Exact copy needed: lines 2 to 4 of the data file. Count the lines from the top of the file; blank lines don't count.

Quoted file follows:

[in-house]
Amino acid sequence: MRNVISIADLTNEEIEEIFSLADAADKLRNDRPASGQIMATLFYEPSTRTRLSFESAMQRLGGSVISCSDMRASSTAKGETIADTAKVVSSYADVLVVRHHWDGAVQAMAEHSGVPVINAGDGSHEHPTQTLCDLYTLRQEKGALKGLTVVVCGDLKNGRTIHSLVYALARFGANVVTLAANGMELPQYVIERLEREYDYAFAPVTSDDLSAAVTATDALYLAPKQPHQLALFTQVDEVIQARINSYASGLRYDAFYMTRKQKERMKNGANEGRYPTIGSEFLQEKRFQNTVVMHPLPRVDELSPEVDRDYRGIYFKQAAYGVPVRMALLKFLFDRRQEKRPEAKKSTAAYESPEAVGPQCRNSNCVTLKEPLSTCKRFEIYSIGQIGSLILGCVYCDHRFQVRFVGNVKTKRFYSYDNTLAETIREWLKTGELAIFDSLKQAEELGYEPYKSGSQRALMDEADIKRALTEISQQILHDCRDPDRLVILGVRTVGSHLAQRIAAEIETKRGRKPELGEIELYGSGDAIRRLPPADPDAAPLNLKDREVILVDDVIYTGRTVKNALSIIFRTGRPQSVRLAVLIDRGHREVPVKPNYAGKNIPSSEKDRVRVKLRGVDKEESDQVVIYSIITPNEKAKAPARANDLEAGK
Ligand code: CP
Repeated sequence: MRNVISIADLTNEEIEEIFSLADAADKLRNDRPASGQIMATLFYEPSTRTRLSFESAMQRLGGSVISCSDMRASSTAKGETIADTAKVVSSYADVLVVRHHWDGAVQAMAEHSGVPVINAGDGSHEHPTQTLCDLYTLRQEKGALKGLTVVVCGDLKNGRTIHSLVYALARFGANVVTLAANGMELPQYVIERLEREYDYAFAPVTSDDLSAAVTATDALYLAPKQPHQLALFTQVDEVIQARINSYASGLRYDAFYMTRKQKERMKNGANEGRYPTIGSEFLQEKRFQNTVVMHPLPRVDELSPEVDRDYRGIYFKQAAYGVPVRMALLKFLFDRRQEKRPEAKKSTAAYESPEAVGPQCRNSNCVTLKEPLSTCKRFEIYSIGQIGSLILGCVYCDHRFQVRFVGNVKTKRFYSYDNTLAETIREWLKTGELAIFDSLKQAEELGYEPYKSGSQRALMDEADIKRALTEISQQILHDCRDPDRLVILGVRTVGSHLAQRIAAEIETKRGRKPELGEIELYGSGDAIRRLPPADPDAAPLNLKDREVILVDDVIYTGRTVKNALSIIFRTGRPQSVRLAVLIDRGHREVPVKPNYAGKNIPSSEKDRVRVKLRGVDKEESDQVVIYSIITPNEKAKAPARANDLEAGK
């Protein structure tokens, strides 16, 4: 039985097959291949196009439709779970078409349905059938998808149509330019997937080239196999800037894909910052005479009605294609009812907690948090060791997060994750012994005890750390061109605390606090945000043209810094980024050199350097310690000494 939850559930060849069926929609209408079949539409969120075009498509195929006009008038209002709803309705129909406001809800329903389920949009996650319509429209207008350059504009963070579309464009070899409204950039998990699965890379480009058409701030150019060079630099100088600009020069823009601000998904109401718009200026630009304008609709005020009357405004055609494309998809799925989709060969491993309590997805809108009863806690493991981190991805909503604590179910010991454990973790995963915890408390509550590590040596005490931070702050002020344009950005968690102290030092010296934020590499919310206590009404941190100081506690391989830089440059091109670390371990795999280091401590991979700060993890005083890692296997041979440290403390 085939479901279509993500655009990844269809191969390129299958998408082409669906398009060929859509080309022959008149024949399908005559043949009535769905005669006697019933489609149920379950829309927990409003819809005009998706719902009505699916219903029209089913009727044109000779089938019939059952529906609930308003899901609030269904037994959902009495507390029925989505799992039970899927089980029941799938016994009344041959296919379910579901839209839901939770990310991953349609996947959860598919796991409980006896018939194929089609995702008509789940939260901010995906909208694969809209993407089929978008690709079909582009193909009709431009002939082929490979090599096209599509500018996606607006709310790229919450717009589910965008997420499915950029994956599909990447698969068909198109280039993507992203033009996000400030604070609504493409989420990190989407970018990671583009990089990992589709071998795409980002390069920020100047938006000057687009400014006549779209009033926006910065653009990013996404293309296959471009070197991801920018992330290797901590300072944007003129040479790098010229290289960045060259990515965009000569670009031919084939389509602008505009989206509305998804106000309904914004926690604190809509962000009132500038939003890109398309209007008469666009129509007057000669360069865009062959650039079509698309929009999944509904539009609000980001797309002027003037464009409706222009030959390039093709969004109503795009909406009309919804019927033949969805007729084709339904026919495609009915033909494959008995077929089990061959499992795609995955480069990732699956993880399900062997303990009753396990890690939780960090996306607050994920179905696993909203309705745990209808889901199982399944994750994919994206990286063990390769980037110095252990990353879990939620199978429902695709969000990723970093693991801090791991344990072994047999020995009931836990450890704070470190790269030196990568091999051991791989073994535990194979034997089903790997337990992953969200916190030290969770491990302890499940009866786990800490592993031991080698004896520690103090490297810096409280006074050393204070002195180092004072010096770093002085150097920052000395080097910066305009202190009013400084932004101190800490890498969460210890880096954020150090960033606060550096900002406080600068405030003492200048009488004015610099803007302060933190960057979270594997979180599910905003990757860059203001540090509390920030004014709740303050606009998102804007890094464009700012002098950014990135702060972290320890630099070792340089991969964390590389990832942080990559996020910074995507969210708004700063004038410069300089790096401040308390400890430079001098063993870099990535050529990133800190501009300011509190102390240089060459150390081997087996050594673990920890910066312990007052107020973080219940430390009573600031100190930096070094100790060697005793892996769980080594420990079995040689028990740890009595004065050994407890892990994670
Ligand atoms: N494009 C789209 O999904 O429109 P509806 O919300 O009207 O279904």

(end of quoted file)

Amino acid sequence: MRNVISIADLTNEEIEEIFSLADAADKLRNDRPASGQIMATLFYEPSTRTRLSFESAMQRLGGSVISCSDMRASSTAKGETIADTAKVVSSYADVLVVRHHWDGAVQAMAEHSGVPVINAGDGSHEHPTQTLCDLYTLRQEKGALKGLTVVVCGDLKNGRTIHSLVYALARFGANVVTLAANGMELPQYVIERLEREYDYAFAPVTSDDLSAAVTATDALYLAPKQPHQLALFTQVDEVIQARINSYASGLRYDAFYMTRKQKERMKNGANEGRYPTIGSEFLQEKRFQNTVVMHPLPRVDELSPEVDRDYRGIYFKQAAYGVPVRMALLKFLFDRRQEKRPEAKKSTAAYESPEAVGPQCRNSNCVTLKEPLSTCKRFEIYSIGQIGSLILGCVYCDHRFQVRFVGNVKTKRFYSYDNTLAETIREWLKTGELAIFDSLKQAEELGYEPYKSGSQRALMDEADIKRALTEISQQILHDCRDPDRLVILGVRTVGSHLAQRIAAEIETKRGRKPELGEIELYGSGDAIRRLPPADPDAAPLNLKDREVILVDDVIYTGRTVKNALSIIFRTGRPQSVRLAVLIDRGHREVPVKPNYAGKNIPSSEKDRVRVKLRGVDKEESDQVVIYSIITPNEKAKAPARANDLEAGK
Ligand code: CP
Repeated sequence: MRNVISIADLTNEEIEEIFSLADAADKLRNDRPASGQIMATLFYEPSTRTRLSFESAMQRLGGSVISCSDMRASSTAKGETIADTAKVVSSYADVLVVRHHWDGAVQAMAEHSGVPVINAGDGSHEHPTQTLCDLYTLRQEKGALKGLTVVVCGDLKNGRTIHSLVYALARFGANVVTLAANGMELPQYVIERLEREYDYAFAPVTSDDLSAAVTATDALYLAPKQPHQLALFTQVDEVIQARINSYASGLRYDAFYMTRKQKERMKNGANEGRYPTIGSEFLQEKRFQNTVVMHPLPRVDELSPEVDRDYRGIYFKQAAYGVPVRMALLKFLFDRRQEKRPEAKKSTAAYESPEAVGPQCRNSNCVTLKEPLSTCKRFEIYSIGQIGSLILGCVYCDHRFQVRFVGNVKTKRFYSYDNTLAETIREWLKTGELAIFDSLKQAEELGYEPYKSGSQRALMDEADIKRALTEISQQILHDCRDPDRLVILGVRTVGSHLAQRIAAEIETKRGRKPELGEIELYGSGDAIRRLPPADPDAAPLNLKDREVILVDDVIYTGRTVKNALSIIFRTGRPQSVRLAVLIDRGHREVPVKPNYAGKNIPSSEKDRVRVKLRGVDKEESDQVVIYSIITPNEKAKAPARANDLEAGK